Living in Berlin, street art is the norm — especially so in Kreuzberg and the surrounding neighborhoods. But in addition to the art, there’s also “art,” and there’s certainly plenty of graffiti. While some people think it makes the city dirty, I don’t mind it, because it adds character to the neighborhoods, and the slogans and phrases people tend to spray across buildings tells a lot about the changes that are happening in Berlin at any given time.
Given that street art is such a normal part of my everyday existence, it’s something I love to seek out in other cities. Luckily, during our trip to Philadelphia last December, our lovely hostess, a dear friend from graduate school, had been living in the city long enough that she knew a lot about the street art there.
I wouldn’t have thought street art would be a “thing” in Philadelphia, but surprise, it is. In fact, this is largely due to the Mural Arts Program, which began in the mid-1980s. It was founded as an effort to stop graffiti, and in addition to artists being commissioned to paint large murals on buildings, many people who had been caught graffitiing have been hired to help with the art or the program. Today, Philadelphia has more murals than any other city in the United States.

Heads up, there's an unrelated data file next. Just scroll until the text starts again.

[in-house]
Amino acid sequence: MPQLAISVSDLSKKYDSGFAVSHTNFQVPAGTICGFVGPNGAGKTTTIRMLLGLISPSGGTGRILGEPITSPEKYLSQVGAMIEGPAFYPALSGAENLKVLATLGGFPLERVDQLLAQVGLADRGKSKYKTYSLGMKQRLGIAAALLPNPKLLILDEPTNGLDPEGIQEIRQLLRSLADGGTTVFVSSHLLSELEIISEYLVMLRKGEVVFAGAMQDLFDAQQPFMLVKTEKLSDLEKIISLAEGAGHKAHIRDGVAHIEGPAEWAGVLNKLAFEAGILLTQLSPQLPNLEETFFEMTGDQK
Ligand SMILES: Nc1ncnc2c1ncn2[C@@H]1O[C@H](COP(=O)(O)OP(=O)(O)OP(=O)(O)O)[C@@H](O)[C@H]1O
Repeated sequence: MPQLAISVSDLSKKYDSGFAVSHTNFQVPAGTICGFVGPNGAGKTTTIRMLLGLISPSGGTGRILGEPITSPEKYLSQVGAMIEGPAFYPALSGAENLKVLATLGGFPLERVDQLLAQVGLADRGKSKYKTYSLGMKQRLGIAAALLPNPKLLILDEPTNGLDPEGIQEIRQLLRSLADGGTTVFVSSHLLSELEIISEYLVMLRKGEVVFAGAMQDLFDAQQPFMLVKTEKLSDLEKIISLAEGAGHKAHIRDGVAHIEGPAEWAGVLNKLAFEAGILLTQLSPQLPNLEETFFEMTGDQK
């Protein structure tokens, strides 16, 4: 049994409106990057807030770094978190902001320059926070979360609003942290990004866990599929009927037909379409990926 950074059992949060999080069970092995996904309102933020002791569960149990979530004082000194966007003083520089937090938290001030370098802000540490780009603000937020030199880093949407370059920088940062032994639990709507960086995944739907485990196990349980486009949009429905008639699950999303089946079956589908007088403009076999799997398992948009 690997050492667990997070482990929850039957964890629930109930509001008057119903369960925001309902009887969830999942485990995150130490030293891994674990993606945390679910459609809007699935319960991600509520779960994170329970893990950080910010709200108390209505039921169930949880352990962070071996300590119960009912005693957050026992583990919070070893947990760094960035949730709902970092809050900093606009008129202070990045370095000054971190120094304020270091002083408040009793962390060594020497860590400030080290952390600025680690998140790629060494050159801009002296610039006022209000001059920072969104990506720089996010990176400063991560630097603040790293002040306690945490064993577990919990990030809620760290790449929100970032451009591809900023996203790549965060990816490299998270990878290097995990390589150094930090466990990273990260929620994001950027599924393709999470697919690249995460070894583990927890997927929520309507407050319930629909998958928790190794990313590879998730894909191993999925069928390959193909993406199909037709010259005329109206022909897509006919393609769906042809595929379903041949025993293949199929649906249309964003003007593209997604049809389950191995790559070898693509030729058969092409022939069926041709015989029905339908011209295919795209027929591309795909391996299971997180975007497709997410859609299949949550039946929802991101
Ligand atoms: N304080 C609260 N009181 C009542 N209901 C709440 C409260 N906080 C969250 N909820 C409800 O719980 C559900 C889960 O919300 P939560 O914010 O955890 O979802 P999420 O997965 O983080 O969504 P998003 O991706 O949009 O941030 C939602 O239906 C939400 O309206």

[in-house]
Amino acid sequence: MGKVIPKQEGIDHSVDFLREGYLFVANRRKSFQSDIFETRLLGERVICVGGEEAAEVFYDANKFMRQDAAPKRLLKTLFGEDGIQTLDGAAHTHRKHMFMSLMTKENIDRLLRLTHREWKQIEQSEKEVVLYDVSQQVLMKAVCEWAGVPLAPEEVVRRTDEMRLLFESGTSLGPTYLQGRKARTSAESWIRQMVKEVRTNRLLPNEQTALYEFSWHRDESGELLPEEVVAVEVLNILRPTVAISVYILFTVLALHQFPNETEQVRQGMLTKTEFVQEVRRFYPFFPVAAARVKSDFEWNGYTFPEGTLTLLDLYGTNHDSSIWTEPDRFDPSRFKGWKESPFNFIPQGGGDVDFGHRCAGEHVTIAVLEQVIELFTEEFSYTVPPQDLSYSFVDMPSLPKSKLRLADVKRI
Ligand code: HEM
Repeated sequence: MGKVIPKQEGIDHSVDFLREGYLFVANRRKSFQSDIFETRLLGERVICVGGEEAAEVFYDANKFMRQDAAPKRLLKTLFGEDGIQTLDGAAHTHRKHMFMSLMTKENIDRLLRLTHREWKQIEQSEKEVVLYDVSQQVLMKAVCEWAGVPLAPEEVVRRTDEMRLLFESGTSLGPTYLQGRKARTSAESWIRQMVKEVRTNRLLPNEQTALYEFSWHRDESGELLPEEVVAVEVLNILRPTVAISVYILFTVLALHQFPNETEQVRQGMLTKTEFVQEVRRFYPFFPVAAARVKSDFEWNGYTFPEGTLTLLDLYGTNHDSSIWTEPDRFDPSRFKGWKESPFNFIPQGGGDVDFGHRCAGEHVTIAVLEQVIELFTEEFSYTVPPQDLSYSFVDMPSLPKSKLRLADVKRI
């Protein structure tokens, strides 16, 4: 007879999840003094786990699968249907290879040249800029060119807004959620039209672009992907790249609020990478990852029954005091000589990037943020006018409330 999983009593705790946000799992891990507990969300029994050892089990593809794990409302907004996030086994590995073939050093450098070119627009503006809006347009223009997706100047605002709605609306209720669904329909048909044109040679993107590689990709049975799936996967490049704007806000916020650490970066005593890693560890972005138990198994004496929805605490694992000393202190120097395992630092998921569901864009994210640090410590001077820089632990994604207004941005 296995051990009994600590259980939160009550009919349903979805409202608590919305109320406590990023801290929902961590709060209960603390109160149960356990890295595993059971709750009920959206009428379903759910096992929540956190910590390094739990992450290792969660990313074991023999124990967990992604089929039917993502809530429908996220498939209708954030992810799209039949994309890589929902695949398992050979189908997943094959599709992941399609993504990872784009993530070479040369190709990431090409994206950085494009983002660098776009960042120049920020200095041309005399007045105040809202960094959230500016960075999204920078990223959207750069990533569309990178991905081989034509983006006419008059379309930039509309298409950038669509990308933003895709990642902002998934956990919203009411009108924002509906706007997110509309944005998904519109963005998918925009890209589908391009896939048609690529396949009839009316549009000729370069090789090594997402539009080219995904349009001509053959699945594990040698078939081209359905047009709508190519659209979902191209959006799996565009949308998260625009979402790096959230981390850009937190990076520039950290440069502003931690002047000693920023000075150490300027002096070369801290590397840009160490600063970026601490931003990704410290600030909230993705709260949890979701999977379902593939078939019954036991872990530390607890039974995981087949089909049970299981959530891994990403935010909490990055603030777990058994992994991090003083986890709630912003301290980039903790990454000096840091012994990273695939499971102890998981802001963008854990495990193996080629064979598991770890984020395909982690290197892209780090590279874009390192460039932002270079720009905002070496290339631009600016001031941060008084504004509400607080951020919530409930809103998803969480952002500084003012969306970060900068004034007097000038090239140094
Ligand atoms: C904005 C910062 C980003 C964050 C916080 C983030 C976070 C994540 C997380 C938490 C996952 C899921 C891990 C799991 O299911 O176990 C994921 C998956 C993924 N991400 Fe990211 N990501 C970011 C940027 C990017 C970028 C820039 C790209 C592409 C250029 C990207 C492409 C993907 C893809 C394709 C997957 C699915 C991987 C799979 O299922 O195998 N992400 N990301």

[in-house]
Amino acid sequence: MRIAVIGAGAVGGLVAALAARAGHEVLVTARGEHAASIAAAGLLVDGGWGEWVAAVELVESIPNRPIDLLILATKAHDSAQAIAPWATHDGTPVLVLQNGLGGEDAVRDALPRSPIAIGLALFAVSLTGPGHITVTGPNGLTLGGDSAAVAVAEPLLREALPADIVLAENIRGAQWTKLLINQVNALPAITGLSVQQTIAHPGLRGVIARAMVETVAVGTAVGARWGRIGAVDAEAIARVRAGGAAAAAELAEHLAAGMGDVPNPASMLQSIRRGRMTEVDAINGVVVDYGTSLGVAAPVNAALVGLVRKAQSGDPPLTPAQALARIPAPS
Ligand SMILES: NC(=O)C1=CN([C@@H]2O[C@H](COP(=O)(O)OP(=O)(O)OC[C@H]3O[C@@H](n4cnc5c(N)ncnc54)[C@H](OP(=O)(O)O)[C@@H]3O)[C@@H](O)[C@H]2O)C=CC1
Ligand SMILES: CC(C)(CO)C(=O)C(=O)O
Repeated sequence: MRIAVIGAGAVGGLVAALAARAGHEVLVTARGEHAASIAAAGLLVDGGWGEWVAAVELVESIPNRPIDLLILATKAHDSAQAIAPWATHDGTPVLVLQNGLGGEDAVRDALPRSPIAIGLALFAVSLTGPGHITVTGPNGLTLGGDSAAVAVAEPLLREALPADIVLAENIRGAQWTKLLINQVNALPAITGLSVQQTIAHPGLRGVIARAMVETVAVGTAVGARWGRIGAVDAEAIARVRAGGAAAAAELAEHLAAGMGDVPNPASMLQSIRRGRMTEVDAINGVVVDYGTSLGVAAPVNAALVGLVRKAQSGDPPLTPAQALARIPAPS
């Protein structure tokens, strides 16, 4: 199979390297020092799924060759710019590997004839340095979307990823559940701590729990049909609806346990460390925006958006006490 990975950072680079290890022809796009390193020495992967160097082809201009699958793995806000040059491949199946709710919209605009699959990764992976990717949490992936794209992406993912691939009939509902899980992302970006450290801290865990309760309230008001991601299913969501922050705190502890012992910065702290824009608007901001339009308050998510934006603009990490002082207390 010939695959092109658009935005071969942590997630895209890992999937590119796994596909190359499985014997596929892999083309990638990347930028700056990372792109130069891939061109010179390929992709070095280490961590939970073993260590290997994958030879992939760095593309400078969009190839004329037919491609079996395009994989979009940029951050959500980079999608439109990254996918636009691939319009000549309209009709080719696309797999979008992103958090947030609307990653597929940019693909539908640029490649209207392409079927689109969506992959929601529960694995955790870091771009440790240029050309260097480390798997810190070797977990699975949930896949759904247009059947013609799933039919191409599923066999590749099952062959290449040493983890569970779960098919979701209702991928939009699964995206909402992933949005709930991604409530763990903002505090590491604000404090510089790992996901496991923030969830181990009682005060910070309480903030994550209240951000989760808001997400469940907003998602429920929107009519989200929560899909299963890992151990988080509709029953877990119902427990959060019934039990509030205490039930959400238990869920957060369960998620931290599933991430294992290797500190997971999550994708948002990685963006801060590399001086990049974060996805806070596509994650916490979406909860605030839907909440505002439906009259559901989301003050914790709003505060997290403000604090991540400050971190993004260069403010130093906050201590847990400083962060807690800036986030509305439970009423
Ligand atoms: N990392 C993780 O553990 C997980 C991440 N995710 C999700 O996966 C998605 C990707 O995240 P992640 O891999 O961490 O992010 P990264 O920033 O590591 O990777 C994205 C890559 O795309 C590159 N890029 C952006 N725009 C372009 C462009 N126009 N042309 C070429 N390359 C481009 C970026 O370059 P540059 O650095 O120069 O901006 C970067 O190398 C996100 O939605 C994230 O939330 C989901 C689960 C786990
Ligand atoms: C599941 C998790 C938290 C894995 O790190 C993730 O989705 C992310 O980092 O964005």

Of course, I realize street art is historically/traditionally art that is not publicly sanctioned, so a funded program like this is not “true” street art in that sense, but I still think it counts. And murals aside, there still is graffiti and street art in Philadelphia. In that sense, I sort of felt at home while there, because it has that same sort of creative grit that I feel here in my neighborhood.